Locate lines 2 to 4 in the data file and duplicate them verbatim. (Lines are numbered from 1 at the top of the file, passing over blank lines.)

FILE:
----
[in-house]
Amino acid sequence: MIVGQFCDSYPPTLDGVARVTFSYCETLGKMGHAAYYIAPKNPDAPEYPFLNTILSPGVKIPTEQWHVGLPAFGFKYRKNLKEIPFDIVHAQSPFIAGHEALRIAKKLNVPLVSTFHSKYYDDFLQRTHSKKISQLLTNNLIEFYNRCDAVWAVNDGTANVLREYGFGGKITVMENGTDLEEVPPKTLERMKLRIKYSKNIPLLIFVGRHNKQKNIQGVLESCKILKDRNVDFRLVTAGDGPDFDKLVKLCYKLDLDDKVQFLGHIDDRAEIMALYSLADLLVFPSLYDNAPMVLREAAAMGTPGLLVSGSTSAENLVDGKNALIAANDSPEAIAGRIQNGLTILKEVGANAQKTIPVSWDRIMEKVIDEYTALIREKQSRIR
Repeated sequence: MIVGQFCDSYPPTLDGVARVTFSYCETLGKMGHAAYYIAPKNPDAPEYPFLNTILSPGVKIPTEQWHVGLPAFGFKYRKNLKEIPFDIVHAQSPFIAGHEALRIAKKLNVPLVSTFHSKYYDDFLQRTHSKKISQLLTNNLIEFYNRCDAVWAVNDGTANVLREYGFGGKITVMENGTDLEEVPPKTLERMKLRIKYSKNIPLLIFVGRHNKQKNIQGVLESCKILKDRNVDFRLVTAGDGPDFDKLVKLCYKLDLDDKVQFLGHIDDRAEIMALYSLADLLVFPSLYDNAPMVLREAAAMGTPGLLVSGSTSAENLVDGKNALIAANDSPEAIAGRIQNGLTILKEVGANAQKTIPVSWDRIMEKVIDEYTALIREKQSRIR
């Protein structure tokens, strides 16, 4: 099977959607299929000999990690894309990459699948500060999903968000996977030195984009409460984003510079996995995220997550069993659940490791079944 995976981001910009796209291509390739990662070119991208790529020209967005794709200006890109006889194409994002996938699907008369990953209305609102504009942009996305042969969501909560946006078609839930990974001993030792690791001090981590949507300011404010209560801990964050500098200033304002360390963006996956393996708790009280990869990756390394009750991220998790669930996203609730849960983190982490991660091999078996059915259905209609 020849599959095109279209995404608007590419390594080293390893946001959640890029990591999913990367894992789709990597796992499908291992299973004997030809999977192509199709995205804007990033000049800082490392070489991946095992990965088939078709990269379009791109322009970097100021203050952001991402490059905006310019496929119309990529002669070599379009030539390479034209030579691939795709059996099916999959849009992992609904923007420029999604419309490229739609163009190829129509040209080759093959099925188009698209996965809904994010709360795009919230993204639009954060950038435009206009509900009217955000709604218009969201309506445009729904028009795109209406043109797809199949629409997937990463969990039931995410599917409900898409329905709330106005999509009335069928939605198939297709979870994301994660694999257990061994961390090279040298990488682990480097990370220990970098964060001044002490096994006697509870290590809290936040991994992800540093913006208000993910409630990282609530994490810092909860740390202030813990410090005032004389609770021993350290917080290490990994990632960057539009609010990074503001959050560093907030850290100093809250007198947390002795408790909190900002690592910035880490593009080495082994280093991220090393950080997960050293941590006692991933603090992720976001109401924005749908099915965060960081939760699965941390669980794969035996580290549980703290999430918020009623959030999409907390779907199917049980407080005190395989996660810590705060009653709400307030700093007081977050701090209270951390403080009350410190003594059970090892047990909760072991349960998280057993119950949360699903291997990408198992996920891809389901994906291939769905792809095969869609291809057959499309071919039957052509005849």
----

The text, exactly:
Amino acid sequence: MIVGQFCDSYPPTLDGVARVTFSYCETLGKMGHAAYYIAPKNPDAPEYPFLNTILSPGVKIPTEQWHVGLPAFGFKYRKNLKEIPFDIVHAQSPFIAGHEALRIAKKLNVPLVSTFHSKYYDDFLQRTHSKKISQLLTNNLIEFYNRCDAVWAVNDGTANVLREYGFGGKITVMENGTDLEEVPPKTLERMKLRIKYSKNIPLLIFVGRHNKQKNIQGVLESCKILKDRNVDFRLVTAGDGPDFDKLVKLCYKLDLDDKVQFLGHIDDRAEIMALYSLADLLVFPSLYDNAPMVLREAAAMGTPGLLVSGSTSAENLVDGKNALIAANDSPEAIAGRIQNGLTILKEVGANAQKTIPVSWDRIMEKVIDEYTALIREKQSRIR
Repeated sequence: MIVGQFCDSYPPTLDGVARVTFSYCETLGKMGHAAYYIAPKNPDAPEYPFLNTILSPGVKIPTEQWHVGLPAFGFKYRKNLKEIPFDIVHAQSPFIAGHEALRIAKKLNVPLVSTFHSKYYDDFLQRTHSKKISQLLTNNLIEFYNRCDAVWAVNDGTANVLREYGFGGKITVMENGTDLEEVPPKTLERMKLRIKYSKNIPLLIFVGRHNKQKNIQGVLESCKILKDRNVDFRLVTAGDGPDFDKLVKLCYKLDLDDKVQFLGHIDDRAEIMALYSLADLLVFPSLYDNAPMVLREAAAMGTPGLLVSGSTSAENLVDGKNALIAANDSPEAIAGRIQNGLTILKEVGANAQKTIPVSWDRIMEKVIDEYTALIREKQSRIR
């Protein structure tokens, strides 16, 4: 099977959607299929000999990690894309990459699948500060999903968000996977030195984009409460984003510079996995995220997550069993659940490791079944 995976981001910009796209291509390739990662070119991208790529020209967005794709200006890109006889194409994002996938699907008369990953209305609102504009942009996305042969969501909560946006078609839930990974001993030792690791001090981590949507300011404010209560801990964050500098200033304002360390963006996956393996708790009280990869990756390394009750991220998790669930996203609730849960983190982490991660091999078996059915259905209609 020849599959095109279209995404608007590419390594080293390893946001959640890029990591999913990367894992789709990597796992499908291992299973004997030809999977192509199709995205804007990033000049800082490392070489991946095992990965088939078709990269379009791109322009970097100021203050952001991402490059905006310019496929119309990529002669070599379009030539390479034209030579691939795709059996099916999959849009992992609904923007420029999604419309490229739609163009190829129509040209080759093959099925188009698209996965809904994010709360795009919230993204639009954060950038435009206009509900009217955000709604218009969201309506445009729904028009795109209406043109797809199949629409997937990463969990039931995410599917409900898409329905709330106005999509009335069928939605198939297709979870994301994660694999257990061994961390090279040298990488682990480097990370220990970098964060001044002490096994006697509870290590809290936040991994992800540093913006208000993910409630990282609530994490810092909860740390202030813990410090005032004389609770021993350290917080290490990994990632960057539009609010990074503001959050560093907030850290100093809250007198947390002795408790909190900002690592910035880490593009080495082994280093991220090393950080997960050293941590006692991933603090992720976001109401924005749908099915965060960081939760699965941390669980794969035996580290549980703290999430918020009623959030999409907390779907199917049980407080005190395989996660810590705060009653709400307030700093007081977050701090209270951390403080009350410190003594059970090892047990909760072991349960998280057993119950949360699903291997990408198992996920891809389901994906291939769905792809095969869609291809057959499309071919039957052509005849």